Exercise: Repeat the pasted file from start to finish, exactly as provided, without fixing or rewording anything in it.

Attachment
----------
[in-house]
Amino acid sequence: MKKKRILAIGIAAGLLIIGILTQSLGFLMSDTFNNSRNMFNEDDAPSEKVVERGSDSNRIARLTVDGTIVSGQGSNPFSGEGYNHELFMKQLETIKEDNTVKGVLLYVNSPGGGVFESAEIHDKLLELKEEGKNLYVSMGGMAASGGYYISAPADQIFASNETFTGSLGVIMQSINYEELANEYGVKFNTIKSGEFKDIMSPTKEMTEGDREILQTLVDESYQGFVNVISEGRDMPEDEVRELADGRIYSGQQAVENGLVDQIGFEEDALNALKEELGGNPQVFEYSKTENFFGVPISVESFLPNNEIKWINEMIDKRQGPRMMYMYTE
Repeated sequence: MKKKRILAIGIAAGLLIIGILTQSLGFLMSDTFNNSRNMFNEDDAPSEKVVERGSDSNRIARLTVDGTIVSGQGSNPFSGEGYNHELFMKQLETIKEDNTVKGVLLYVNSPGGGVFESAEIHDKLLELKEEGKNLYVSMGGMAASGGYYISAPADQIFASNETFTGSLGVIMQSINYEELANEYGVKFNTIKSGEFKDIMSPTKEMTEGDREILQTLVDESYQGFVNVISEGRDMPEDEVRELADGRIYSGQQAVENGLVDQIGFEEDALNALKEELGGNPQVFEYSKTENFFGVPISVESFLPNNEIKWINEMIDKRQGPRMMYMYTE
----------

[in-house]
Amino acid sequence: MKKKRILAIGIAAGLLIIGILTQSLGFLMSDTFNNSRNMFNEDDAPSEKVVERGSDSNRIARLTVDGTIVSGQGSNPFSGEGYNHELFMKQLETIKEDNTVKGVLLYVNSPGGGVFESAEIHDKLLELKEEGKNLYVSMGGMAASGGYYISAPADQIFASNETFTGSLGVIMQSINYEELANEYGVKFNTIKSGEFKDIMSPTKEMTEGDREILQTLVDESYQGFVNVISEGRDMPEDEVRELADGRIYSGQQAVENGLVDQIGFEEDALNALKEELGGNPQVFEYSKTENFFGVPISVESFLPNNEIKWINEMIDKRQGPRMMYMYTE
Repeated sequence: MKKKRILAIGIAAGLLIIGILTQSLGFLMSDTFNNSRNMFNEDDAPSEKVVERGSDSNRIARLTVDGTIVSGQGSNPFSGEGYNHELFMKQLETIKEDNTVKGVLLYVNSPGGGVFESAEIHDKLLELKEEGKNLYVSMGGMAASGGYYISAPADQIFASNETFTGSLGVIMQSINYEELANEYGVKFNTIKSGEFKDIMSPTKEMTEGDREILQTLVDESYQGFVNVISEGRDMPEDEVRELADGRIYSGQQAVENGLVDQIGFEEDALNALKEELGGNPQVFEYSKTENFFGVPISVESFLPNNEIKWINEMIDKRQGPRMMYMYTE